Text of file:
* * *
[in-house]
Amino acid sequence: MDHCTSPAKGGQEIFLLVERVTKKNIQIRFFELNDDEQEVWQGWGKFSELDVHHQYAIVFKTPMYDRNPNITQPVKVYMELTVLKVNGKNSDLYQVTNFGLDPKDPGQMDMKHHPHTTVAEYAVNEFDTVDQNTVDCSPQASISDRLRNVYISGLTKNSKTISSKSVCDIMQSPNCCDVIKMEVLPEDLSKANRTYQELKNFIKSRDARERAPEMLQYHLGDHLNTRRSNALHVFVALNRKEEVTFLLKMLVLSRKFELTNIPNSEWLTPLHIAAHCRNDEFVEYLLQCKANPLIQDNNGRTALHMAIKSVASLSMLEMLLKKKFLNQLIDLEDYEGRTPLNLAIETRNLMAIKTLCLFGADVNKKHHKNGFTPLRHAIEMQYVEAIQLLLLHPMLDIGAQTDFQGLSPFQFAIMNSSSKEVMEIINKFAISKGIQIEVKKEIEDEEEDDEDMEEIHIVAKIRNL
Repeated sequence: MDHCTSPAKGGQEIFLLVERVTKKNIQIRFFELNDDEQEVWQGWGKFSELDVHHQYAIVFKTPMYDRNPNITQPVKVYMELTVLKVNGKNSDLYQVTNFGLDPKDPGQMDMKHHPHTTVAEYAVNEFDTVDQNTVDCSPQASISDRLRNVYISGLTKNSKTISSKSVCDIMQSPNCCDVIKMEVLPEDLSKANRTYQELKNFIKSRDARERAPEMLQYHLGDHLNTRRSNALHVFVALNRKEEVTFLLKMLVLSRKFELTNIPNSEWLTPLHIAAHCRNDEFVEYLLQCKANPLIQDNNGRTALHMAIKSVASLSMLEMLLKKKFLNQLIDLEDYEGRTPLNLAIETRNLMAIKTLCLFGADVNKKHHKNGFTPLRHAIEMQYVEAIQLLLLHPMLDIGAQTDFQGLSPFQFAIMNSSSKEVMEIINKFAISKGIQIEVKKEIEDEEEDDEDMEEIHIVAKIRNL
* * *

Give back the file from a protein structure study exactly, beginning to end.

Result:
[in-house]
Amino acid sequence: MDHCTSPAKGGQEIFLLVERVTKKNIQIRFFELNDDEQEVWQGWGKFSELDVHHQYAIVFKTPMYDRNPNITQPVKVYMELTVLKVNGKNSDLYQVTNFGLDPKDPGQMDMKHHPHTTVAEYAVNEFDTVDQNTVDCSPQASISDRLRNVYISGLTKNSKTISSKSVCDIMQSPNCCDVIKMEVLPEDLSKANRTYQELKNFIKSRDARERAPEMLQYHLGDHLNTRRSNALHVFVALNRKEEVTFLLKMLVLSRKFELTNIPNSEWLTPLHIAAHCRNDEFVEYLLQCKANPLIQDNNGRTALHMAIKSVASLSMLEMLLKKKFLNQLIDLEDYEGRTPLNLAIETRNLMAIKTLCLFGADVNKKHHKNGFTPLRHAIEMQYVEAIQLLLLHPMLDIGAQTDFQGLSPFQFAIMNSSSKEVMEIINKFAISKGIQIEVKKEIEDEEEDDEDMEEIHIVAKIRNL
Repeated sequence: MDHCTSPAKGGQEIFLLVERVTKKNIQIRFFELNDDEQEVWQGWGKFSELDVHHQYAIVFKTPMYDRNPNITQPVKVYMELTVLKVNGKNSDLYQVTNFGLDPKDPGQMDMKHHPHTTVAEYAVNEFDTVDQNTVDCSPQASISDRLRNVYISGLTKNSKTISSKSVCDIMQSPNCCDVIKMEVLPEDLSKANRTYQELKNFIKSRDARERAPEMLQYHLGDHLNTRRSNALHVFVALNRKEEVTFLLKMLVLSRKFELTNIPNSEWLTPLHIAAHCRNDEFVEYLLQCKANPLIQDNNGRTALHMAIKSVASLSMLEMLLKKKFLNQLIDLEDYEGRTPLNLAIETRNLMAIKTLCLFGADVNKKHHKNGFTPLRHAIEMQYVEAIQLLLLHPMLDIGAQTDFQGLSPFQFAIMNSSSKEVMEIINKFAISKGIQIEVKKEIEDEEEDDEDMEEIHIVAKIRNL